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raja singh kumar
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Hi,

Suppose there is a developer who created a class A and he creates a jar with that class inside it. The class consists of two private variables. Now if there is a 2nd developer who wants to use his jar to work further on it. If the 2nd developer has the jar is it not possible for him to modify the private variables to public. Where is the security?
 
Dave Tolls
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How are you thinking they will modify the class?

Decompile, edit and recompile?
Or something else?
 
Henry Wong
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This is true for any language. Given an executable, there is no way to guarantee that it won't be decompiled. Or in this case, for the class file to be extracted from the jar, and decompiled. You can obfuscate the code. Heck, I have seen (on the ranch) some discussion regarding encrypting the jar. However, neither of these are guaranteed.

The only way to guarantee it, is to make it a service, running on a server that you control.

Henry

 
raja singh kumar
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Decompile, edit and recompile?

Yes.

If I have a jar I can extract the classes from it, right?
 
Dave Tolls
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Well, sort of.
There's no guarantee it will decompile in a recompilable form.

What is it about the fields in question that is the issue?
 
Junilu Lacar
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Can you say specifically what aspect of security you're thinking about?  Even if the second developer were able to decompile, edit, and recompile, and rebuild the JAR file, how do you envision the story going forward from there such that some kind of security concern is compromised? What's the bigger security picture here?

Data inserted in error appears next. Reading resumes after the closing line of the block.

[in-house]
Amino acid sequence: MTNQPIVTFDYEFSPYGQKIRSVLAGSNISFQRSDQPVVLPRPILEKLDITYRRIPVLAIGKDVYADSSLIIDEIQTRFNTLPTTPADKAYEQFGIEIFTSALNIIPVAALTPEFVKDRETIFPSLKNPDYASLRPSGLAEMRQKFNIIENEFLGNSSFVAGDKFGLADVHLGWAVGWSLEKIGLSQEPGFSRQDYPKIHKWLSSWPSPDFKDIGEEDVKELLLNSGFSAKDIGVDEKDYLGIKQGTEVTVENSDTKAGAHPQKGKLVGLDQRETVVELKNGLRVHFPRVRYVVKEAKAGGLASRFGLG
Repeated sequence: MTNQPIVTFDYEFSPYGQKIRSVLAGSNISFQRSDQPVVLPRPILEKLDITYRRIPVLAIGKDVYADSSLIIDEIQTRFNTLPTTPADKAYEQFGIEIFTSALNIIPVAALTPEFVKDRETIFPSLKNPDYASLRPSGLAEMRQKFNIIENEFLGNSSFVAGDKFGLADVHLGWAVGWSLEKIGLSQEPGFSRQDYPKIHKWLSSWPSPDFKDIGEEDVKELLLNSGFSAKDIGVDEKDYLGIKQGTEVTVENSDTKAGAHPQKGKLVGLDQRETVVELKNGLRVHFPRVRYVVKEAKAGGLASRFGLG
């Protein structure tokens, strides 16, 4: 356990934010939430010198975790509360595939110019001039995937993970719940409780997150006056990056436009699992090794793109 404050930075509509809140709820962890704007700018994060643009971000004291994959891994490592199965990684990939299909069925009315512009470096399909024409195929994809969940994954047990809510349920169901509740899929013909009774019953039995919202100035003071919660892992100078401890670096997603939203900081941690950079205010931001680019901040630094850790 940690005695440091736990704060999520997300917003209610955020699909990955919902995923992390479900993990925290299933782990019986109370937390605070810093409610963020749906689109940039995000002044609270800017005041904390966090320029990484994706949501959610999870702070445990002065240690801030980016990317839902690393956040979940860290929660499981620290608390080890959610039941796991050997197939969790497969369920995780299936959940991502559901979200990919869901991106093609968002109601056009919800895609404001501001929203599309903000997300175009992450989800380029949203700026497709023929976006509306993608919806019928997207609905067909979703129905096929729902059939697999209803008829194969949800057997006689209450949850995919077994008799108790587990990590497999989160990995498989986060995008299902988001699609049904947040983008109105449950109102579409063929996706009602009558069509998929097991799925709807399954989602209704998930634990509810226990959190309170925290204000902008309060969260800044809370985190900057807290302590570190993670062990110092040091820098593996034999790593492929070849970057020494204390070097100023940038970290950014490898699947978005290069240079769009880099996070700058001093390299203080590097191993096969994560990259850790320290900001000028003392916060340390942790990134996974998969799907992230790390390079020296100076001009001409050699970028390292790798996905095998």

Henry Wong
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And also, if the goal is to change private fields, then I wouldn't even need to decompile.

This can simply be done via using a class loader (without any security manager), which is actually the case for Java applications started from the command line. And then, use the reflection library to access (and change) the private fields.

Henry
 
Campbell Ritchie
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Too difficult for beginning forum. Moving.
 
raja singh kumar
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Suppose I have a private variable in a class. Now if anyone outside the class wants to access the private variable, he has to do it through public method (which has some validation) and by creating an object of the class or through the class name if the method is static. Now assume someone who has access to the jar converts private variables to public. Now, is it not possible that someone outside the class accesses the variable directly by-passing the validation logic written inside the public method?
 
Paul Clapham
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Of course it's possible. That's how public variables work. But as the others said, more or less, so what?
 
Junilu Lacar
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@OP, let me draw an analogy so you understand why a few people have questioned your line of thinking.

You seem to be worrying about someone coming into your house and messing around with your underwear drawer. You ask, "Well, how is my drawer secure if anybody can just come in and mess around with my private possessions?" And we're here thinking, "Well, why don't you lock your house instead of worry about how secure your drawer is?"
 
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